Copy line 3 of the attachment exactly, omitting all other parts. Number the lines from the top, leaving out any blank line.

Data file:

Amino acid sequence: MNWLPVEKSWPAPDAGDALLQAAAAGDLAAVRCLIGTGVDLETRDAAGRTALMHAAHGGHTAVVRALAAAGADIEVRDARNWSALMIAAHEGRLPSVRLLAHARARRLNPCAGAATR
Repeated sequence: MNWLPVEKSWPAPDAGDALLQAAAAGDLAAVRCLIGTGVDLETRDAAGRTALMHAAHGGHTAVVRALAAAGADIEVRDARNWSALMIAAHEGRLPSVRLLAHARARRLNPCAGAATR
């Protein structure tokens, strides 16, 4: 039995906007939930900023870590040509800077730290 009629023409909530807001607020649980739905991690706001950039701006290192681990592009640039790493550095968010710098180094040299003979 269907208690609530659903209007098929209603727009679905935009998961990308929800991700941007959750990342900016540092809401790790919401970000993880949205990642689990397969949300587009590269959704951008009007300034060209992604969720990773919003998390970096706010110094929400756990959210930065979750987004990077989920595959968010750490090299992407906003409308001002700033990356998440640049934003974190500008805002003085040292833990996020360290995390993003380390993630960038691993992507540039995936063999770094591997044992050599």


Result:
């Protein structure tokens, strides 16, 4: 039995906007939930900023870590040509800077730290 009629023409909530807001607020649980739905991690706001950039701006290192681990592009640039790493550095968010710098180094040299003979 269907208690609530659903209007098929209603727009679905935009998961990308929800991700941007959750990342900016540092809401790790919401970000993880949205990642689990397969949300587009590269959704951008009007300034060209992604969720990773919003998390970096706010110094929400756990959210930065979750987004990077989920595959968010750490090299992407906003409308001002700033990356998440640049934003974190500008805002003085040292833990996020360290995390993003380390993630960038691993992507540039995936063999770094591997044992050599």